3:1 Woe to the bloody city! it [is] all full of lies [and] robbery; a the prey departeth not;
(a) It never ceases to spoil and rob. 3:2 The noise of a whip, b and the noise of the rattling of the wheels, and of the pransing horses, and of the jumping chariots.
(b) He shows how the Chaldeans will hasten, and how courageous their horses will be in beating the ground when they come against the Assyrians. 3:4 Because of the multitude of the whoredoms of the wellfavoured c harlot, the mistress of witchcrafts, that selleth nations through her whoredoms, and families through her witchcrafts.
(c) He compares Nineveh to a harlot, who by her beauty and subtilty entices young men, and brings them to destruction. 3:8 Art thou better than populous d No, that was situate among the rivers, [that had] the waters round about it, whose rampart [was] the sea, [and] her wall [was] from the sea?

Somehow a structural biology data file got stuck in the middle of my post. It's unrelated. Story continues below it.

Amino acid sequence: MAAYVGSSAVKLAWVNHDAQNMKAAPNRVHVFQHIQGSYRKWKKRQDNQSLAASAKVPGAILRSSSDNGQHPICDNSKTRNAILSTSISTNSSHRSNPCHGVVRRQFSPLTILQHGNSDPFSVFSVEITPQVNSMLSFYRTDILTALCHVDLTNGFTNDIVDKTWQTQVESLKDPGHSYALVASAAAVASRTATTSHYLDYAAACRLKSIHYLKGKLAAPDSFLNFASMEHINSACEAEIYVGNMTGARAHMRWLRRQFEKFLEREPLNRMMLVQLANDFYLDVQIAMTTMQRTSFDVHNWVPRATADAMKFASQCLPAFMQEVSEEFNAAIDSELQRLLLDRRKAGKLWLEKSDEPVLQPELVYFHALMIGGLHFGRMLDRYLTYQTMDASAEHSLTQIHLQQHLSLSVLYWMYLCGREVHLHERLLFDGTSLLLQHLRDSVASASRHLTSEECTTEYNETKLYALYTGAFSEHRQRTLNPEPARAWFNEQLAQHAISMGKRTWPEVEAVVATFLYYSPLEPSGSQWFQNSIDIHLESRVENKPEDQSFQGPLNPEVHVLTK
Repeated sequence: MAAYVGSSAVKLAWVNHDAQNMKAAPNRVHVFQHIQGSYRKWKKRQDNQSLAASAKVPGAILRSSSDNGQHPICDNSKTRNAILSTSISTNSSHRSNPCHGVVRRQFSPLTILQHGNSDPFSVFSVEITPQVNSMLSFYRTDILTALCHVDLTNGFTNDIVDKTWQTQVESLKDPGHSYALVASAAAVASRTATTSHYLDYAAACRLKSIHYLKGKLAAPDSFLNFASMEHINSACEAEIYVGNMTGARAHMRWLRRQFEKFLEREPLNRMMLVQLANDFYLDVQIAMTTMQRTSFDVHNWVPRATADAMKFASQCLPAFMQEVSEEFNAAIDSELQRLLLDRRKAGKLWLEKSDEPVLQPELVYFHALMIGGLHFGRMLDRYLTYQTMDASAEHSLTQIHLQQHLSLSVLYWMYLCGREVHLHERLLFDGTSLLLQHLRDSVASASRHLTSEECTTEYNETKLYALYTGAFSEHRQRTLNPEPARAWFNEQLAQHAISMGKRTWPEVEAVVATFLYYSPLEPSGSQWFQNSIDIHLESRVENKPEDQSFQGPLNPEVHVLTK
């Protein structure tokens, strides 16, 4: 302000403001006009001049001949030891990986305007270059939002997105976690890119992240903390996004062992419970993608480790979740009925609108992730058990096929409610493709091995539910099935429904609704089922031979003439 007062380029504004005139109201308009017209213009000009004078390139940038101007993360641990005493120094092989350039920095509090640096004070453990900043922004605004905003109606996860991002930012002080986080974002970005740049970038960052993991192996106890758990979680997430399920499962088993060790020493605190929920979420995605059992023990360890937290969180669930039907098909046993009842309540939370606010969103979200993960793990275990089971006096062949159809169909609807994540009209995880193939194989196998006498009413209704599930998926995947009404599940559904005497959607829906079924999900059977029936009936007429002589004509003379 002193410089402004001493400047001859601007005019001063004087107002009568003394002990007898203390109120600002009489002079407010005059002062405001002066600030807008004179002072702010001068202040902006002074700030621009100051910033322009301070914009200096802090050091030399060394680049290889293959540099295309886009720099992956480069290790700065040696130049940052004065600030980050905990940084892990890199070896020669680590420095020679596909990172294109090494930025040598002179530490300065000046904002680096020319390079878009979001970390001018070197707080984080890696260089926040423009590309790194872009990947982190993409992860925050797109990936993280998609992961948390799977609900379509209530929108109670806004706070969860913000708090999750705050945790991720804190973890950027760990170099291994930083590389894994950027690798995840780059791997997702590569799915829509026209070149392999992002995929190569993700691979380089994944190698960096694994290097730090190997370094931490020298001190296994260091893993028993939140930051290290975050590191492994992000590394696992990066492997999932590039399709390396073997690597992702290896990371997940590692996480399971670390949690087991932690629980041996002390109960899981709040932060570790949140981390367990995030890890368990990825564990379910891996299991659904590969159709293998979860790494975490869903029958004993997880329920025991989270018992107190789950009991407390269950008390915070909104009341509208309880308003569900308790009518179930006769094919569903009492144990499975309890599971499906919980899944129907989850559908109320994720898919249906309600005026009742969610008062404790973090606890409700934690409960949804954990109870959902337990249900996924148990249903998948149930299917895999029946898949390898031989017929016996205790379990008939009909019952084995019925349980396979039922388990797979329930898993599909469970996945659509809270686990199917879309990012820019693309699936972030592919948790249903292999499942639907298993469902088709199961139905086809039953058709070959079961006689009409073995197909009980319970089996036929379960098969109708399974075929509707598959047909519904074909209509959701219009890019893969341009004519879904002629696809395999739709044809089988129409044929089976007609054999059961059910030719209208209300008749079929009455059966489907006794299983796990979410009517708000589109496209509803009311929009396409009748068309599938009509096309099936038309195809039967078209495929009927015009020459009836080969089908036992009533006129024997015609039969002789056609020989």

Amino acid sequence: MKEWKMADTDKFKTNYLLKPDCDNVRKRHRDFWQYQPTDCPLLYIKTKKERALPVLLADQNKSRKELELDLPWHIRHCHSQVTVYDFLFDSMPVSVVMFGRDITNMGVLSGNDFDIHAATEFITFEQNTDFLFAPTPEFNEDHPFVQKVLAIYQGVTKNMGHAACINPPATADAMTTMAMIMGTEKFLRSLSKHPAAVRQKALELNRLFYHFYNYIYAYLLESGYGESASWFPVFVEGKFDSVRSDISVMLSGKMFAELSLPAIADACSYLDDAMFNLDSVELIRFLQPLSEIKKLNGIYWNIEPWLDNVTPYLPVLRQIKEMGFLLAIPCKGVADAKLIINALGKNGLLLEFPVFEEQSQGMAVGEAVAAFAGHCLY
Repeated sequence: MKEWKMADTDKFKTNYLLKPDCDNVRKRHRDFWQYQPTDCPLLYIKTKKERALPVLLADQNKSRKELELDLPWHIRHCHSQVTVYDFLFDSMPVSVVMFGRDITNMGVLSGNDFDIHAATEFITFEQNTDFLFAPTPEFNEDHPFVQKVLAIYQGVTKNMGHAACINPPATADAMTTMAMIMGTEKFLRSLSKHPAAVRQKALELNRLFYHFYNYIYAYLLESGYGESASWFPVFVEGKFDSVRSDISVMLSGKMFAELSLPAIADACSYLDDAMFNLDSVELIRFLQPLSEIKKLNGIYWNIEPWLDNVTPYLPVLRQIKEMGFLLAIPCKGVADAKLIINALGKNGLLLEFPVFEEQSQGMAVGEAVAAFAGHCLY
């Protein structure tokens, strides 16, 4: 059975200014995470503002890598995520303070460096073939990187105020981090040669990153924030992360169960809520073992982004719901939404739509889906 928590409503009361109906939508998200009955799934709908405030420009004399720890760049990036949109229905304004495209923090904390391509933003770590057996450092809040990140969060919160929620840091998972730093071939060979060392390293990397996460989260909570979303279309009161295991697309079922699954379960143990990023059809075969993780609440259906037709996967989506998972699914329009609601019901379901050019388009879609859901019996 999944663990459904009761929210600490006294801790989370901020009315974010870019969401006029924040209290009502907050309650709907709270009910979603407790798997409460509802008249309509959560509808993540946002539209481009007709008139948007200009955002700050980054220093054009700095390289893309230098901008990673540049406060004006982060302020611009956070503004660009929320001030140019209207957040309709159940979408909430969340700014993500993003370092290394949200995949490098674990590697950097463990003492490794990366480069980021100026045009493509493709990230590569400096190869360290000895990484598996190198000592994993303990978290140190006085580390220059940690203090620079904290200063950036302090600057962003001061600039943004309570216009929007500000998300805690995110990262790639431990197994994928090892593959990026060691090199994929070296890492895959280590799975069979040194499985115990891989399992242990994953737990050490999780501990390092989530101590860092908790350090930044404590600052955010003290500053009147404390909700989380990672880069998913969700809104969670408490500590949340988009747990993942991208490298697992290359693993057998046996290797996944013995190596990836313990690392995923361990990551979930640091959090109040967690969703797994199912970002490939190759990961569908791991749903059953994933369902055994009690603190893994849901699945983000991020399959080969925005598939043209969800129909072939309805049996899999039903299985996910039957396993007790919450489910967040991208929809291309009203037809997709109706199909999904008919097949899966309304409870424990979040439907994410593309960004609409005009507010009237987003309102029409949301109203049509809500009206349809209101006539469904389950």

(d) Meaning Alexandria, which had a compact of peace with so many nations, and yet was now destroyed. 3:15 There shall the fire devour thee; the sword shall cut thee off, it shall eat thee up like the e cankerworm: make thyself many as the cankerworm, make thyself many as the locusts.
(c) Signifying that Gods judgments would suddenly destroy the Assyrians, as these vermin do with rain or change of weather. 3:18 Thy f shepherds slumber, O king of Assyria: thy nobles shall dwell [in the dust]: thy people is scattered upon the mountains, and no man gathereth [them].
(f) Your princes and counsellors. 3:19 [There is] no healing of thy bruise; thy wound is grievous: all that hear the bruit of thee shall clap the hands over thee: for upon g whom hath not thy wickedness passed continually?
(g) Meaning that the Assyrians had done hurt to all people.